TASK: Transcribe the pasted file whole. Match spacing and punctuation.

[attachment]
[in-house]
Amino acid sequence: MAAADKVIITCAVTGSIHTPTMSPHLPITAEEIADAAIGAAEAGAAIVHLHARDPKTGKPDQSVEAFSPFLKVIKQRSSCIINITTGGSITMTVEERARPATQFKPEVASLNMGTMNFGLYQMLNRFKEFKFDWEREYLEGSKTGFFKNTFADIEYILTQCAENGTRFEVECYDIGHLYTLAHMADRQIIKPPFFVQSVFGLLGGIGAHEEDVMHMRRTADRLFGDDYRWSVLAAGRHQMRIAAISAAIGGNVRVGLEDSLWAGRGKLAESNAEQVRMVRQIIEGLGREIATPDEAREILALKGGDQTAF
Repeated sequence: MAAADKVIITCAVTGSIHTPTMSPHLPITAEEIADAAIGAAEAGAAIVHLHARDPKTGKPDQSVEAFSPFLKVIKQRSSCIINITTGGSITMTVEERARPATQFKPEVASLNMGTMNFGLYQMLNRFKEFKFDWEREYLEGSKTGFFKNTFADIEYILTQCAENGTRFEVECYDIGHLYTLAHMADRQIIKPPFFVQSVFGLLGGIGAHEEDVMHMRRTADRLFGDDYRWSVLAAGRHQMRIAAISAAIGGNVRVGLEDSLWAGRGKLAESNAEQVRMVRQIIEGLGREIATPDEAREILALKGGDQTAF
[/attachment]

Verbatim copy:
[in-house]
Amino acid sequence: MAAADKVIITCAVTGSIHTPTMSPHLPITAEEIADAAIGAAEAGAAIVHLHARDPKTGKPDQSVEAFSPFLKVIKQRSSCIINITTGGSITMTVEERARPATQFKPEVASLNMGTMNFGLYQMLNRFKEFKFDWEREYLEGSKTGFFKNTFADIEYILTQCAENGTRFEVECYDIGHLYTLAHMADRQIIKPPFFVQSVFGLLGGIGAHEEDVMHMRRTADRLFGDDYRWSVLAAGRHQMRIAAISAAIGGNVRVGLEDSLWAGRGKLAESNAEQVRMVRQIIEGLGREIATPDEAREILALKGGDQTAF
Repeated sequence: MAAADKVIITCAVTGSIHTPTMSPHLPITAEEIADAAIGAAEAGAAIVHLHARDPKTGKPDQSVEAFSPFLKVIKQRSSCIINITTGGSITMTVEERARPATQFKPEVASLNMGTMNFGLYQMLNRFKEFKFDWEREYLEGSKTGFFKNTFADIEYILTQCAENGTRFEVECYDIGHLYTLAHMADRQIIKPPFFVQSVFGLLGGIGAHEEDVMHMRRTADRLFGDDYRWSVLAAGRHQMRIAAISAAIGGNVRVGLEDSLWAGRGKLAESNAEQVRMVRQIIEGLGREIATPDEAREILALKGGDQTAF